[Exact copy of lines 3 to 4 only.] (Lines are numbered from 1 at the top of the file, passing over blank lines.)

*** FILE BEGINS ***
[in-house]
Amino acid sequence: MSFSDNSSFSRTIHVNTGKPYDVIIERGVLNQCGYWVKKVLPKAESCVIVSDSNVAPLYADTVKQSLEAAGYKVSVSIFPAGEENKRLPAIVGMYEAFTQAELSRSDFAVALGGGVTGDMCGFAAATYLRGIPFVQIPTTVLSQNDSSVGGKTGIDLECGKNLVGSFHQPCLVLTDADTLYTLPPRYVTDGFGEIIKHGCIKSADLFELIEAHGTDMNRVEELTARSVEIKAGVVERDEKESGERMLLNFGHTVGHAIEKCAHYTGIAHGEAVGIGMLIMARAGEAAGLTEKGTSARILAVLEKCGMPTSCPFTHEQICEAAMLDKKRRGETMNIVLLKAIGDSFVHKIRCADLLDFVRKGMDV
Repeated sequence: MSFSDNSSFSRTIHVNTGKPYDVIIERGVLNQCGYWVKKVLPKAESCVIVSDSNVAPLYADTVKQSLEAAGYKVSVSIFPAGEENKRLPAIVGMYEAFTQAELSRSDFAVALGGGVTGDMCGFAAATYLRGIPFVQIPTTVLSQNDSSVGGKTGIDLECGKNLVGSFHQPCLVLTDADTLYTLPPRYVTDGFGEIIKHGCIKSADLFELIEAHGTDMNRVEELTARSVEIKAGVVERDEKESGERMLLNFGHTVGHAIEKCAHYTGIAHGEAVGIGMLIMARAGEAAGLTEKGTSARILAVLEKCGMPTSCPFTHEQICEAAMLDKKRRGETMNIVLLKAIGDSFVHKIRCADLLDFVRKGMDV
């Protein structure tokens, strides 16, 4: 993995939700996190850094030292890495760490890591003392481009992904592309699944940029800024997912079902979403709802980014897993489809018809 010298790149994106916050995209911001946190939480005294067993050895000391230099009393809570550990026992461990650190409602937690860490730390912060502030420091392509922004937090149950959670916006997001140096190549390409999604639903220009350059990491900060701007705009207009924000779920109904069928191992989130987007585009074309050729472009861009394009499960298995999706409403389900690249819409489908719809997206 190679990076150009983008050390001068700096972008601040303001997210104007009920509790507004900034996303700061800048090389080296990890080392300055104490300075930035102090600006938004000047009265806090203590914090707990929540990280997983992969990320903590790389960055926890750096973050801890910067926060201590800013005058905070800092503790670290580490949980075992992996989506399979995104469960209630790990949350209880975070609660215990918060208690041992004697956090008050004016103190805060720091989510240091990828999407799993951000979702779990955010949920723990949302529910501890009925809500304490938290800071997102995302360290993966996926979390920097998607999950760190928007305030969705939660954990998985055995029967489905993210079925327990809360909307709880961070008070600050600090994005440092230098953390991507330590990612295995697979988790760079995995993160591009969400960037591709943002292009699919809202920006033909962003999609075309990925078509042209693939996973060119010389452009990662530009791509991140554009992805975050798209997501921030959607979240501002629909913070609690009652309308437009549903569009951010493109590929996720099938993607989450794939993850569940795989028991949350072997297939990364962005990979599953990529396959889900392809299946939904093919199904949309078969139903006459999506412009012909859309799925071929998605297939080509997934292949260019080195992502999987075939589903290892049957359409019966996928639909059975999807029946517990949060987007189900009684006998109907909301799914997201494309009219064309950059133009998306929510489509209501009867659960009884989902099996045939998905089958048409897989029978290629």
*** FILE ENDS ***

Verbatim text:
Repeated sequence: MSFSDNSSFSRTIHVNTGKPYDVIIERGVLNQCGYWVKKVLPKAESCVIVSDSNVAPLYADTVKQSLEAAGYKVSVSIFPAGEENKRLPAIVGMYEAFTQAELSRSDFAVALGGGVTGDMCGFAAATYLRGIPFVQIPTTVLSQNDSSVGGKTGIDLECGKNLVGSFHQPCLVLTDADTLYTLPPRYVTDGFGEIIKHGCIKSADLFELIEAHGTDMNRVEELTARSVEIKAGVVERDEKESGERMLLNFGHTVGHAIEKCAHYTGIAHGEAVGIGMLIMARAGEAAGLTEKGTSARILAVLEKCGMPTSCPFTHEQICEAAMLDKKRRGETMNIVLLKAIGDSFVHKIRCADLLDFVRKGMDV
């Protein structure tokens, strides 16, 4: 993995939700996190850094030292890495760490890591003392481009992904592309699944940029800024997912079902979403709802980014897993489809018809 010298790149994106916050995209911001946190939480005294067993050895000391230099009393809570550990026992461990650190409602937690860490730390912060502030420091392509922004937090149950959670916006997001140096190549390409999604639903220009350059990491900060701007705009207009924000779920109904069928191992989130987007585009074309050729472009861009394009499960298995999706409403389900690249819409489908719809997206 190679990076150009983008050390001068700096972008601040303001997210104007009920509790507004900034996303700061800048090389080296990890080392300055104490300075930035102090600006938004000047009265806090203590914090707990929540990280997983992969990320903590790389960055926890750096973050801890910067926060201590800013005058905070800092503790670290580490949980075992992996989506399979995104469960209630790990949350209880975070609660215990918060208690041992004697956090008050004016103190805060720091989510240091990828999407799993951000979702779990955010949920723990949302529910501890009925809500304490938290800071997102995302360290993966996926979390920097998607999950760190928007305030969705939660954990998985055995029967489905993210079925327990809360909307709880961070008070600050600090994005440092230098953390991507330590990612295995697979988790760079995995993160591009969400960037591709943002292009699919809202920006033909962003999609075309990925078509042209693939996973060119010389452009990662530009791509991140554009992805975050798209997501921030959607979240501002629909913070609690009652309308437009549903569009951010493109590929996720099938993607989450794939993850569940795989028991949350072997297939990364962005990979599953990529396959889900392809299946939904093919199904949309078969139903006459999506412009012909859309799925071929998605297939080509997934292949260019080195992502999987075939589903290892049957359409019966996928639909059975999807029946517990949060987007189900009684006998109907909301799914997201494309009219064309950059133009998306929510489509209501009867659960009884989902099996045939998905089958048409897989029978290629």